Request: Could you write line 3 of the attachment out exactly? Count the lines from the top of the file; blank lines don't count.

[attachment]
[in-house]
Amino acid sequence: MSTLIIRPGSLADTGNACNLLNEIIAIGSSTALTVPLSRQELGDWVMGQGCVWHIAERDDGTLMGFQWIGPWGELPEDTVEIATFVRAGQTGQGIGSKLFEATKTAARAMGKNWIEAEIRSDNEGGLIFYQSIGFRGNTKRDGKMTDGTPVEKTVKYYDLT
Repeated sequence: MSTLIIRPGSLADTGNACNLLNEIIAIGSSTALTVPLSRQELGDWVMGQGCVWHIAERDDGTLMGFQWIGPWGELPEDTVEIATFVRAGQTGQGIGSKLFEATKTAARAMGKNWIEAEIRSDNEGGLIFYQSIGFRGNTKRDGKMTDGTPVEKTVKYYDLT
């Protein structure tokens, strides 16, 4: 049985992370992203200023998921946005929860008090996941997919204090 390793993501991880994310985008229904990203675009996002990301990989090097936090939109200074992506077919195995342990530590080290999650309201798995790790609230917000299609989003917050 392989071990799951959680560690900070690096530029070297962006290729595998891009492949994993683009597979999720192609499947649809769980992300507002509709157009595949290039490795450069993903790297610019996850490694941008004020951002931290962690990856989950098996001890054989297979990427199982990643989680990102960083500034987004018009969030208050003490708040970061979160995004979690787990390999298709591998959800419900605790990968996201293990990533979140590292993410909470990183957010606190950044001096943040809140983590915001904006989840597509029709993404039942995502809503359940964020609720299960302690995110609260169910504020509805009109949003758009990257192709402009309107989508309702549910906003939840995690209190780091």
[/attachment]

Repeated sequence: MSTLIIRPGSLADTGNACNLLNEIIAIGSSTALTVPLSRQELGDWVMGQGCVWHIAERDDGTLMGFQWIGPWGELPEDTVEIATFVRAGQTGQGIGSKLFEATKTAARAMGKNWIEAEIRSDNEGGLIFYQSIGFRGNTKRDGKMTDGTPVEKTVKYYDLT